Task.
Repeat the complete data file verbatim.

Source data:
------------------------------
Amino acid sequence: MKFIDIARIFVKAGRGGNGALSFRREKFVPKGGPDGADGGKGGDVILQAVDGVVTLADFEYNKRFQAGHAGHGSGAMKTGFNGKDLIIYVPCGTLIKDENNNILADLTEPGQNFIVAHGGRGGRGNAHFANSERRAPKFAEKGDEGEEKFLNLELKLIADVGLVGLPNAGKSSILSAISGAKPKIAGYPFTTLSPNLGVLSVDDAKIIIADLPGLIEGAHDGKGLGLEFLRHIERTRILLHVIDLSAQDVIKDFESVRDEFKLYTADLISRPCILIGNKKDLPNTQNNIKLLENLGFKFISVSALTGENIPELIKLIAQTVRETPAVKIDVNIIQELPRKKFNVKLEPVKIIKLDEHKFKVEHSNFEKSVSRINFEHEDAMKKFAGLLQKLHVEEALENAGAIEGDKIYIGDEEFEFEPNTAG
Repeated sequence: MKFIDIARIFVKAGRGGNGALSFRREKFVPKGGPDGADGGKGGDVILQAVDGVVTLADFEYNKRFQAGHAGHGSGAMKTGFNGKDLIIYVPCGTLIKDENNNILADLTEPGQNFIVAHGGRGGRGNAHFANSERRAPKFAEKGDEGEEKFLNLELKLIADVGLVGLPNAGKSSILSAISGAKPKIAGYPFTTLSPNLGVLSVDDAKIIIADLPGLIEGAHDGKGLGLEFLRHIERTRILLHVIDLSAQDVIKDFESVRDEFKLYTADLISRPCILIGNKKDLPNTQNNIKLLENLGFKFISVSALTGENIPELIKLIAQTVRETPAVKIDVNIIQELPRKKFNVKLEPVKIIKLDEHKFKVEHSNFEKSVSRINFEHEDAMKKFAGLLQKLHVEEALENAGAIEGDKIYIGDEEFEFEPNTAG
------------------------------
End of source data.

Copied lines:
Amino acid sequence: MKFIDIARIFVKAGRGGNGALSFRREKFVPKGGPDGADGGKGGDVILQAVDGVVTLADFEYNKRFQAGHAGHGSGAMKTGFNGKDLIIYVPCGTLIKDENNNILADLTEPGQNFIVAHGGRGGRGNAHFANSERRAPKFAEKGDEGEEKFLNLELKLIADVGLVGLPNAGKSSILSAISGAKPKIAGYPFTTLSPNLGVLSVDDAKIIIADLPGLIEGAHDGKGLGLEFLRHIERTRILLHVIDLSAQDVIKDFESVRDEFKLYTADLISRPCILIGNKKDLPNTQNNIKLLENLGFKFISVSALTGENIPELIKLIAQTVRETPAVKIDVNIIQELPRKKFNVKLEPVKIIKLDEHKFKVEHSNFEKSVSRINFEHEDAMKKFAGLLQKLHVEEALENAGAIEGDKIYIGDEEFEFEPNTAG
Repeated sequence: MKFIDIARIFVKAGRGGNGALSFRREKFVPKGGPDGADGGKGGDVILQAVDGVVTLADFEYNKRFQAGHAGHGSGAMKTGFNGKDLIIYVPCGTLIKDENNNILADLTEPGQNFIVAHGGRGGRGNAHFANSERRAPKFAEKGDEGEEKFLNLELKLIADVGLVGLPNAGKSSILSAISGAKPKIAGYPFTTLSPNLGVLSVDDAKIIIADLPGLIEGAHDGKGLGLEFLRHIERTRILLHVIDLSAQDVIKDFESVRDEFKLYTADLISRPCILIGNKKDLPNTQNNIKLLENLGFKFISVSALTGENIPELIKLIAQTVRETPAVKIDVNIIQELPRKKFNVKLEPVKIIKLDEHKFKVEHSNFEKSVSRINFEHEDAMKKFAGLLQKLHVEEALENAGAIEGDKIYIGDEEFEFEPNTAG